IPS Reports On USAID’s Implementation And Procurement Reform

Inter Press Service examines recent changes at USAID in line with President Barack Obama’s vision to help build “the capacity of developing countries so that they can develop themselves.”

Obama outlined this idea during the Millennium Development Goal summit in New York last month. “Consider the millions of people who have relied on food assistance for decades. That’s not development; that’s dependence, and it’s a cycle we need to break,” Obama said. “Instead of just managing poverty, we have to offer nations and peoples a path out of poverty,” he added.

USAID is involved with implementation and procurement reform, or IPR, which is an “early outcome” of Obama’s effort to “imagine a world where aid is no longer necessary,” said Maura O’Neill, chief innovations officer at the agency. “A USAID factsheet lists the first objective of the reforms as strengthening partner country capacity to improve aid effectiveness and sustainability. This development would directly address breaking the cycle Obama alluded to in September … It would also address promises the U.S. and other countries made in 2005 when they agreed to take steps toward increasing country ownership and other development priorities as part of the Paris Declaration,” IPS writes.

The next step for the agency is “to implement reforms that will help citizens and governments in developing countries build up the capacity to be able to take charge of their own development,” according to the news service. To accomplish this, “USAID will increase the amount of money it channels through country systems from less than 10 percent to 20 percent in at least 25 countries by fiscal year 2015.” Currently six local capacity-building projects are up and running in Egypt, Kenya, Peru, the Philippines, South Africa and Thailand, O’Neill said. “She says that the reform targets associated with IPR are expected to not only increase in future years but also have a broader impact on USAID’s work as the agency ‘learns better, quicker ways to arrive at development outcomes.’ In that sense, she says, IPR is a ‘base initiative’ for broader efforts,” IPS reports.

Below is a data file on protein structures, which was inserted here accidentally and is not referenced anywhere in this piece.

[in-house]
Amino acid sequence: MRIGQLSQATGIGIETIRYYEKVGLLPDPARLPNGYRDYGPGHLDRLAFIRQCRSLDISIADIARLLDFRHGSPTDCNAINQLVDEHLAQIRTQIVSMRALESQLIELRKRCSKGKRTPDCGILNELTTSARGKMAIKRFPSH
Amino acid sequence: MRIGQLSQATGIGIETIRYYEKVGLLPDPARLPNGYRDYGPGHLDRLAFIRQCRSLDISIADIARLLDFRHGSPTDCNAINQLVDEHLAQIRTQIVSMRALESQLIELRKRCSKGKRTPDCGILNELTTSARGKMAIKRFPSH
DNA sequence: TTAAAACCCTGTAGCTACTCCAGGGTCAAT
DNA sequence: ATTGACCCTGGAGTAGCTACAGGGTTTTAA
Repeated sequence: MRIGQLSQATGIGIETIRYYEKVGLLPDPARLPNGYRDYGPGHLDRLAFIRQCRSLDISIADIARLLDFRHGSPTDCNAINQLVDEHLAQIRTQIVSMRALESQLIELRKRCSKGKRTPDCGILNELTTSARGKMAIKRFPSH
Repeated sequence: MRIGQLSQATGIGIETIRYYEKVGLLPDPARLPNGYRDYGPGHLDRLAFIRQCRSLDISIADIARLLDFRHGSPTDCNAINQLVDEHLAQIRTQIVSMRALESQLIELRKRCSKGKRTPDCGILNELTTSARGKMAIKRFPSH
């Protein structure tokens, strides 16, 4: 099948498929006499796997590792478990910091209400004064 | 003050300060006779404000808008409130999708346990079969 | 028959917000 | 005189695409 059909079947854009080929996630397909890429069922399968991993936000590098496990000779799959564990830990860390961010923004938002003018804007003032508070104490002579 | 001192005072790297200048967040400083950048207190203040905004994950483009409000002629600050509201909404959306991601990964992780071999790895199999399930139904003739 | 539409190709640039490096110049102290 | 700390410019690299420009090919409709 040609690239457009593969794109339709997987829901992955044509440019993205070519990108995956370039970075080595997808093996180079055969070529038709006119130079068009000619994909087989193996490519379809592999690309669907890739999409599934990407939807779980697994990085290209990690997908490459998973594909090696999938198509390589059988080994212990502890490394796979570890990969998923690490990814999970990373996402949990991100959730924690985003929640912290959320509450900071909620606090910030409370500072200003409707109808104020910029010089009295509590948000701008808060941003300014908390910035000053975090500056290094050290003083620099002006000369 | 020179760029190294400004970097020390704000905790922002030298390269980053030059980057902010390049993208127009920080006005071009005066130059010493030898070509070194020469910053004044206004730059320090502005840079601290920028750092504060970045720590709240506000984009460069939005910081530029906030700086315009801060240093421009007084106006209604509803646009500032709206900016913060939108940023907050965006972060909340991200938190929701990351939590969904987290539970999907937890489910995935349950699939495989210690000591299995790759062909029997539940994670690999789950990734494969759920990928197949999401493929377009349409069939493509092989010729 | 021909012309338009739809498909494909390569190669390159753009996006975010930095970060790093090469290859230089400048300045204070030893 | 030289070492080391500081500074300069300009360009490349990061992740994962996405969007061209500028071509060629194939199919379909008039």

The agency is “also looking at ways to decrease the incidence of poor governance and corruption – which critics of increasing country ownership point to as a potential flaw of the reforms,” IPS notes.

Gregory Adams, Oxfam America’s director of aid effectiveness, provides analysis throughout the piece (Berger, 10/25).

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